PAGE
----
In just a few short months Covid-19 has changed the world immeasurably. Almost no part of society has been spared from the pandemic’s reach, with businesses being no exception.
Stock markets have plummeted. The global economy has taken a dive. And most of the UK population has been either furloughed or is working from home. As government restrictions start to be lifted and we make steps towards a more stable financial future, some things look to remain; working from home being one of them.
It’s no secret that some of the world’s biggest employers are setting the president for a new normal when it comes to the working day. Many of them, including Google, are not expecting staff to return until next year. In fact, twitter tells staff they can work from home ‘forever’, if they would like to.
Twitter said: “The past few months have proven we can make that work. So if our employees are in a role and situation that enables them to work from home and they want to continue to do so forever, we will make that happen.”
This is a huge move towards a very different future when it comes to our working day. Now, many businesses are following suit. According to a Whereby poll, just over 50 per cent said that remote working as a result of the coronavirus has increased overall productivity. While 82 per cent said they are considering changing future working practices. So that employees to continue working from home once restrictions are lifted.
Especially interesting, is that 53 per cent said their mental wellbeing has improved since working from home.
In effect, it would seem that the unprecedented turn of events which enforced an overnight abandonment of traditional working practices, are going to result in a big change in professional behaviour and expectations. Furthermore, it turns out that many people are ready to embrace the change.
Time for a new normal?
Since the pandemic, companies and employees are being forced to reevaluate all that they knew about the way we work. What’s more, the above research highlights that people are ready to assume the new normal and that businesses are taking lessons from the current situation. And even more than that, are taking action towards more flexible working conditions.
However, we must remember that as great as it is for many employees to have the option to work from home, it will result in lower demand for commercial property. Thus potentially damaging one of the UK’s (usually) thriving industries. Not to mention the drop in trade for the many gyms, coffee shops, bars and restaurant whose regular customers are staff that may continue to work from home in the future.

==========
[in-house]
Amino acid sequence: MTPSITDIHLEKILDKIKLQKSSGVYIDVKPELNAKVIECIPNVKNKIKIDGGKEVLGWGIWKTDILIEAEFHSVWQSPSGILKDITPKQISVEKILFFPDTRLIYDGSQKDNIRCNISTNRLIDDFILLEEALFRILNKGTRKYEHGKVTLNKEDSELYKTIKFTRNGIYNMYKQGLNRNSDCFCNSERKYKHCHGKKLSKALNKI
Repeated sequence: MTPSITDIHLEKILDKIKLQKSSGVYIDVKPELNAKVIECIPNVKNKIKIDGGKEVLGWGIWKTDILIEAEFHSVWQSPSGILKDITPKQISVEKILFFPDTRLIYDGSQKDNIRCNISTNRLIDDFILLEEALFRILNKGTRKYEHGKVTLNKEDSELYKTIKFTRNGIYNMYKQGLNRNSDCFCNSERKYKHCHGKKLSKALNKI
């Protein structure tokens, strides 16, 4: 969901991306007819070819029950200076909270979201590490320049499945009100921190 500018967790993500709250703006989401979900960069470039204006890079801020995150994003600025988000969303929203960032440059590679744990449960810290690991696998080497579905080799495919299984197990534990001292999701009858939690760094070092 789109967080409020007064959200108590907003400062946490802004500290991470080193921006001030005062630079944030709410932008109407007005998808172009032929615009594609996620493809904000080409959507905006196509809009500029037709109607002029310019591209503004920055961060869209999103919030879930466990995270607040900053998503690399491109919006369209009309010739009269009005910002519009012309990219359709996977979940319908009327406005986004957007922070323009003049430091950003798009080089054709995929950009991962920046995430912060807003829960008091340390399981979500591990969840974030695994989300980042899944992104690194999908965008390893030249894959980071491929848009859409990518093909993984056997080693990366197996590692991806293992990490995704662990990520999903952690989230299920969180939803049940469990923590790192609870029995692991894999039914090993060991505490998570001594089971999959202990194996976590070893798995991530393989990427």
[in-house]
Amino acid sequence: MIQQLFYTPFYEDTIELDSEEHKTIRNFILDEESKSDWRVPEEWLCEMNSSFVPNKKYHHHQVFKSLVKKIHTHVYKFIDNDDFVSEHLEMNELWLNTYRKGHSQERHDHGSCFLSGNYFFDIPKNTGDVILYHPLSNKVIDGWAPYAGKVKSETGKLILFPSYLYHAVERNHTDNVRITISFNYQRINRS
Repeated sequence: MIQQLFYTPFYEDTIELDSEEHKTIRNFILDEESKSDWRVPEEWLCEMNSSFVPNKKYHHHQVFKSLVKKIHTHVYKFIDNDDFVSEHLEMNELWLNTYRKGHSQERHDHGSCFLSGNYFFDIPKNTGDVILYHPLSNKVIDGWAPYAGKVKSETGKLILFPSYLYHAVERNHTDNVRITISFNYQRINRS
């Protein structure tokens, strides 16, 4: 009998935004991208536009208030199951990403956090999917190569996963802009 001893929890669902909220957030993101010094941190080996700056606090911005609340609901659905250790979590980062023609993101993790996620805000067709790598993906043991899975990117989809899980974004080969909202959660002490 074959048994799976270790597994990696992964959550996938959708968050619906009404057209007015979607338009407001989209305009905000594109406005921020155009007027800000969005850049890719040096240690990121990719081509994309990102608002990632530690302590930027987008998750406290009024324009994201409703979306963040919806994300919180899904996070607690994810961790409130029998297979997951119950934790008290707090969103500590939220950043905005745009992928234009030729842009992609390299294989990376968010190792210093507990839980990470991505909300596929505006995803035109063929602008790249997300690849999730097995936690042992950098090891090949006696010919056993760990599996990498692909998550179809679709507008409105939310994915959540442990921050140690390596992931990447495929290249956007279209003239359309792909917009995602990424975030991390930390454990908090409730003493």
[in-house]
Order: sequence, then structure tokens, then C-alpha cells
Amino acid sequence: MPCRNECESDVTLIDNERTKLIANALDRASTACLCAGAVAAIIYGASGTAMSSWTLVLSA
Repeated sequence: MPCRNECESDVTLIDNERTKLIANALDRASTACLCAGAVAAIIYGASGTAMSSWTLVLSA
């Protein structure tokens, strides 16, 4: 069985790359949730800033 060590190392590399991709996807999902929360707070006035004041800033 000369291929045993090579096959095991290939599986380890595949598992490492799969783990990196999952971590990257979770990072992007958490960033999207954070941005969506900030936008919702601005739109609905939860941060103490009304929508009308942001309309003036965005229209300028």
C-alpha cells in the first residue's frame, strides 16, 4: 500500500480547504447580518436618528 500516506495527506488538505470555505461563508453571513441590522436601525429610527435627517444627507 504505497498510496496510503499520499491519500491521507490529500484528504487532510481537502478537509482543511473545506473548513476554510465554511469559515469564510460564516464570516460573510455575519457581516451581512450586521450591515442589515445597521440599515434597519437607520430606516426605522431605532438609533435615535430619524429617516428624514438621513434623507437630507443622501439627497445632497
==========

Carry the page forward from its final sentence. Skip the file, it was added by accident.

In anticipation of the possible impact, the City of London and Canary Wharf for example, have already implemented steps. These steps will make the return to work as easy and safe as possible to encourage people to return.
However, a shift to working from home on a more permanent basis does come with its downsides for some. A poll by YouGov of more than 2,000 UK office staff, found that 57 per cent said they miss having face-to-face conversations with their colleagues. While 49 per cent miss the friendships made in the office.
It can take time to adjust to a different way of working. At the same time, the potential mental health risks attached to remote work have to be considered. Now more than ever people are talking about mental health. Resulting in us slowly but surely removing the stigma. Therefore, it’s important that employees don’t feel isolated.
Physical two-way conversations and regular, open and transparent feedback is necessary right now as we transition into a new phase of how we work. Many people not accustomed to being away from the office and their colleagues. So, there’s no wonder it can sometimes feel isolating.
That being said, many people, like us here at AIM Internet are advocates of remote work. Therefore, we welcome the transition and see many great benefits both for the employer and the employees.
Perhaps this is a chance to change the way we view work, and rather than it being somewhere we go, work is something we do. The location then becomes irrelevant, our professional success shouldn’t be determined by our place of work. Instead, a world where we don’t work in an office, is simply a world where the focus is on work, and not where we are located.